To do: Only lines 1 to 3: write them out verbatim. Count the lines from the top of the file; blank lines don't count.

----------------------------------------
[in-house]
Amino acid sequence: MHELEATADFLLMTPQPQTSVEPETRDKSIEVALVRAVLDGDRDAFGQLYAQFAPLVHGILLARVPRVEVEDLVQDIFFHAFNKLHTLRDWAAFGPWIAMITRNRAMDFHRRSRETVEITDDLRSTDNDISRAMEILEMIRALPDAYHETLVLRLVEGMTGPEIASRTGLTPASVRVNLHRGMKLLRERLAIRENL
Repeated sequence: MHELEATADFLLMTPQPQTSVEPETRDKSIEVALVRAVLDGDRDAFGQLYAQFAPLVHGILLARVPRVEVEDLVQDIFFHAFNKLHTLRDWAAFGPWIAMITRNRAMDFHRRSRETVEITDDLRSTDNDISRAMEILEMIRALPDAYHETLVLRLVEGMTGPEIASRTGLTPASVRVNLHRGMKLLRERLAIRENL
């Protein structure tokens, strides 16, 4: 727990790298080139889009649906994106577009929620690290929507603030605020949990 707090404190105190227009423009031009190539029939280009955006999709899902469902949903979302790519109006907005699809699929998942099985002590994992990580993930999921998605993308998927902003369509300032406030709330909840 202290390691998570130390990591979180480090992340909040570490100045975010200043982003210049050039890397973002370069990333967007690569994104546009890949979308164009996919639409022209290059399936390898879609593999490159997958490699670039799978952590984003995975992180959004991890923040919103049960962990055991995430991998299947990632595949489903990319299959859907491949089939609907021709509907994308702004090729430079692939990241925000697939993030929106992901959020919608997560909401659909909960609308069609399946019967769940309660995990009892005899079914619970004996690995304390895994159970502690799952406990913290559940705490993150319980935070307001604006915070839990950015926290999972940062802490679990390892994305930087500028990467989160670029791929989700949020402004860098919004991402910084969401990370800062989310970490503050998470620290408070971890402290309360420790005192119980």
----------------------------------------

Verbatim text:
[in-house]
Amino acid sequence: MHELEATADFLLMTPQPQTSVEPETRDKSIEVALVRAVLDGDRDAFGQLYAQFAPLVHGILLARVPRVEVEDLVQDIFFHAFNKLHTLRDWAAFGPWIAMITRNRAMDFHRRSRETVEITDDLRSTDNDISRAMEILEMIRALPDAYHETLVLRLVEGMTGPEIASRTGLTPASVRVNLHRGMKLLRERLAIRENL
Repeated sequence: MHELEATADFLLMTPQPQTSVEPETRDKSIEVALVRAVLDGDRDAFGQLYAQFAPLVHGILLARVPRVEVEDLVQDIFFHAFNKLHTLRDWAAFGPWIAMITRNRAMDFHRRSRETVEITDDLRSTDNDISRAMEILEMIRALPDAYHETLVLRLVEGMTGPEIASRTGLTPASVRVNLHRGMKLLRERLAIRENL